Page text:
• KB’s submission had force because the First-tier Judge held that the unduly harsh test was satisfied despite the countervailing public interest considerations i.e. KB’s criminality. This demonstrates that the First-tier Judge was applying a test which was elevated above that which she would have applied if she had (correctly) ignored the criminality (paragraph 26).

Takeaway pointsHA (Iraq), AA (Nigeria) and KB (Jamaica) comprise a new line of authority in the Court of Appeal which represents a welcome departure from the courts’ previous preoccupation with the “height” of the unduly harsh threshold. Previously, if the effect of deportation on children was seen as no more than what would “ordinarily” or “necessarily” be expected, that could never be sufficient. However, as Lord Justice Popplewell explains in KB (Jamaica):[1]

KO (Nigeria) does not posit some objectively measurable standard of harshness which is acceptable, and it is potentially misleading and dangerous to seek to identify some “ordinary” level of harshness as an acceptable level by reference to what may be commonly encountered circumstances: there is no reason in principle why cases of undue hardship may not occur quite commonly; and how a child will be affected by a parent’s deportation will depend upon an almost infinitely variable range of circumstances; it is not possible to identify a base level of “ordinariness””.

Firstly, in this respect, the recent case law has reinforced a properly child-focussed assessment.

Secondly, as we learn from Lord Justice Peter Jackson’s judgment in HA (Iraq), it is important to recognise the importance of emotional harm caused to children as the result of deportation, and Tribunals should guard against the pitfalls of regarding physical harm as intrinsically more significant than non-physical harm (HA (Iraq) at paras. 156; 159). As Lord Justice Underhill explains at para 46 of HA (Iraq), this may be partly explained by the focus in KO (Nigeria) on the “go scenario” in MK (Sierra Leone), at the expense of considering the “stay scenario”. Arguably, prior to HA (Iraq), it had become easier for Tribunals to conclude that the kind of physical harm caused to children by sending them to countries with less favourable conditions than the UK (such as Sierra Leone) would be unduly harsh, compared to the “mere” emotional harm caused by separation from a parent in the “stay scenario”. In fact the “stay scenario” was found to be unduly harsh in MK (Sierra Leone) also. KB (Jamaica) represents an application of the Peter Jackson principle, since the evidence before the First-tier Judge established “significant trauma” to the children in the “stay scenario.” Lord Justice Peter Jackson also notes (at para 154 of HA (Iraq)) that “the Section 55 duty falls on the decision-maker. A child will not usually be in a position to urge his or her point of view and the decision-maker cannot treat the child as if he or she had some burden of proof.” Submissions on behalf of KB emphasised section 71 of the Immigration Act 2014, which brought section 117 of the 2002 Act into force, and which expressly provides that the duties under section 55 of the Borders, Citizenship and Immigration Act 2009 are not limited by part 5A.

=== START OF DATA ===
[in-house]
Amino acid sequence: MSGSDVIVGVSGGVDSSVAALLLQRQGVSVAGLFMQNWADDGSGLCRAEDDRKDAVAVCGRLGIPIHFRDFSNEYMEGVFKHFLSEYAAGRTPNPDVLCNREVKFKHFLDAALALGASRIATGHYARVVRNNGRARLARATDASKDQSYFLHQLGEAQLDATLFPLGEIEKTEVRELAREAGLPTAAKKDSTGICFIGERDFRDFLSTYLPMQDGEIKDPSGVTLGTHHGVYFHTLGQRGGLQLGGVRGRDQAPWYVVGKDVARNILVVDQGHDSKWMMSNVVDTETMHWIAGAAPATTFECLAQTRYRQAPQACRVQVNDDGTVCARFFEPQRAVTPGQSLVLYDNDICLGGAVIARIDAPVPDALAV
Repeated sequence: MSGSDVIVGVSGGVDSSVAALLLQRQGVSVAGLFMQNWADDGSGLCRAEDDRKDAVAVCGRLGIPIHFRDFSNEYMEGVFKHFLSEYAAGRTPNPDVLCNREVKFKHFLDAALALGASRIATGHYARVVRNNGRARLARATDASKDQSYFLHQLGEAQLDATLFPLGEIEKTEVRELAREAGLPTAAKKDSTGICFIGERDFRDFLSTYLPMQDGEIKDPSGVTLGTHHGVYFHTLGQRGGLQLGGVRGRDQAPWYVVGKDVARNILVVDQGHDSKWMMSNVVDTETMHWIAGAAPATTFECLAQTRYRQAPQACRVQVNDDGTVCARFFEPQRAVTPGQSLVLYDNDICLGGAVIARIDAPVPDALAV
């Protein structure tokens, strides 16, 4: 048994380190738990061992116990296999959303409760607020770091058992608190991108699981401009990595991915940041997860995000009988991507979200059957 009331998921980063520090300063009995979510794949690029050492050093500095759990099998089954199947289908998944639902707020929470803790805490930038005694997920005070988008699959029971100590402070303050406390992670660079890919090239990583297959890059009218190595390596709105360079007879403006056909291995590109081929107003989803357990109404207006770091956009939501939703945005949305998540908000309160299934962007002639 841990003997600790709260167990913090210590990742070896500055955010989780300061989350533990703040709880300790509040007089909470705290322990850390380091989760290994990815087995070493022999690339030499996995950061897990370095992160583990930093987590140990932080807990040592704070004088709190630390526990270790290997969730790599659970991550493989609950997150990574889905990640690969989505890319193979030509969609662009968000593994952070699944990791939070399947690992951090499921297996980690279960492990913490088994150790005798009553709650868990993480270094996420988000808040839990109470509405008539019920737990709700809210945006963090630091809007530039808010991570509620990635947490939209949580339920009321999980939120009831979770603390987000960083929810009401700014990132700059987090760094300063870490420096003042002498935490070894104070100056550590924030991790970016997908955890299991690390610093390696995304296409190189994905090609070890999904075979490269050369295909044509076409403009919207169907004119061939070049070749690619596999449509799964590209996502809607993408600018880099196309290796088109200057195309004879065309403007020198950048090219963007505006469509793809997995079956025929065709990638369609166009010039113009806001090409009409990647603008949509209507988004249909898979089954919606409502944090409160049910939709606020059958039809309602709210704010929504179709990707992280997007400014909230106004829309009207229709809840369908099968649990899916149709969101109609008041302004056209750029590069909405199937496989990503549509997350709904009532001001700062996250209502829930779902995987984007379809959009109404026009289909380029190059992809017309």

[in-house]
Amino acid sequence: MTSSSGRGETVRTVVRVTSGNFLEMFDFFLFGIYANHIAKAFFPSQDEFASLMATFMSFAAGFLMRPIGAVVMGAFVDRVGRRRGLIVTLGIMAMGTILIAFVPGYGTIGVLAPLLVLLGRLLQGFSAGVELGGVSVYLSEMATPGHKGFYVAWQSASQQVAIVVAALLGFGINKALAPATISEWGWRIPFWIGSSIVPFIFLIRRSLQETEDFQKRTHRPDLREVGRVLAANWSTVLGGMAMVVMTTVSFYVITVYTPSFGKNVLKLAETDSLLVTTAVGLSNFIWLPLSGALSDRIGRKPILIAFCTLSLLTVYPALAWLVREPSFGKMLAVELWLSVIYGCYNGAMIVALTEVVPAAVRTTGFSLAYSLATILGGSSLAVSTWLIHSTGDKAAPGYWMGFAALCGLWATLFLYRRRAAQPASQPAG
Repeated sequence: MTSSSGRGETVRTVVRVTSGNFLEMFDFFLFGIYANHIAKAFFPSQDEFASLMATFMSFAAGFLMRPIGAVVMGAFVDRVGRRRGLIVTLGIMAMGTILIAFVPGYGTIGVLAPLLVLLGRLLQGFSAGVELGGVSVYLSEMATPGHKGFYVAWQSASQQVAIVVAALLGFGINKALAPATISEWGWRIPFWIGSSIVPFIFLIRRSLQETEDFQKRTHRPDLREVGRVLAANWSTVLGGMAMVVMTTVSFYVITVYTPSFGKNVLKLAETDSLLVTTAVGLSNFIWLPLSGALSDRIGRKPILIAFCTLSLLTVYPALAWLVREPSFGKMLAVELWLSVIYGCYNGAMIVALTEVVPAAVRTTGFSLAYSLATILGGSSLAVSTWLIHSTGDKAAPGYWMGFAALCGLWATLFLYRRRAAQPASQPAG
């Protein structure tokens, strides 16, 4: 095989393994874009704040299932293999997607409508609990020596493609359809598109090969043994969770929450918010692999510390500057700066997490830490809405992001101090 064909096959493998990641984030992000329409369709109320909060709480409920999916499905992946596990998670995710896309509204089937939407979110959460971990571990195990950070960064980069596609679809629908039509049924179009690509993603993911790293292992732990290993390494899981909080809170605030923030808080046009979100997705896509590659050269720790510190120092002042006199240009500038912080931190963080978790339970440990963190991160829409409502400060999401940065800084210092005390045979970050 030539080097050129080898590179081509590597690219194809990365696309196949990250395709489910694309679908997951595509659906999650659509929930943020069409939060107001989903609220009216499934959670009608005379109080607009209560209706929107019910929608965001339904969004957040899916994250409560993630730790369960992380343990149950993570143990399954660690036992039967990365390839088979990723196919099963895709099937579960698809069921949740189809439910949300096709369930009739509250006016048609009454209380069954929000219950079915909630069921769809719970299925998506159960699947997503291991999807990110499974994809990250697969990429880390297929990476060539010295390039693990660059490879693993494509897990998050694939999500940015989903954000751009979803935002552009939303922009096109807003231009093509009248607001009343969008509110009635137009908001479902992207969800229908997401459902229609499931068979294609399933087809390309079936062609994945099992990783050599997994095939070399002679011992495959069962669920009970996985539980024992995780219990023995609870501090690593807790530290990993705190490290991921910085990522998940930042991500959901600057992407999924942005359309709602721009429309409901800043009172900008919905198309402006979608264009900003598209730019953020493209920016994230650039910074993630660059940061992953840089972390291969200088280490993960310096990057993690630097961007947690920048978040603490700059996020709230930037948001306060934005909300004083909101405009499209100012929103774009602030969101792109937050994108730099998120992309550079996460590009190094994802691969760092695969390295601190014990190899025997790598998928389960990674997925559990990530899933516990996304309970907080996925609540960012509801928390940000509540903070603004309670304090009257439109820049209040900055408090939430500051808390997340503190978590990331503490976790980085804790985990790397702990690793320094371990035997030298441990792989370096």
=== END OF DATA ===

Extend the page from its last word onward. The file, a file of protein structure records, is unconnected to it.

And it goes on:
Thirdly, KB (Jamaica) recognises that rehabilitation, and other characteristics of the parent, can be relevant, directly or indirectly, to the unduly harsh test. Lord Justice Popplewell observes that “the loss of benefit to the children from KB acting as a role model was one of the factors relied on by the Judge in the earlier section of the decision, and is a legitimate consideration which may contribute to the deportation having unduly harsh consequences for the children” (para 33). The Secretary of State’s submission that KB’s role in caring for the children’s grandmother, and his efforts to establish a business, were necessarily irrelevant to the unduly harsh test were rejected for similar reasons (paras 31 and 33). Both factors had knock-on positive effects on KB’s children.

Finally, these authorities underline the importance of succeeding in the FTT, and suggest that on occasion the UT can be too quick to find errors of law. As Lord Justice Floyd observed at para 19 of UT (Sri Lanka) v Secretary of State for the Home Department [2019] EWCA Civ 1095, “although “error of law” is widely defined, it is not the case that the UT is entitled to remake the decision of the FTT simply because it does not agree with it, or because it thinks it can produce a better one” (see KB (Jamaica) at para 16).

[1] See para 15(4), referring to HA (Iraq) at paras 44, 50-53, 56 and 157 and AA (Nigeria) at para 12.

This note was prepared by Helen Foot, Barrister at Garden Court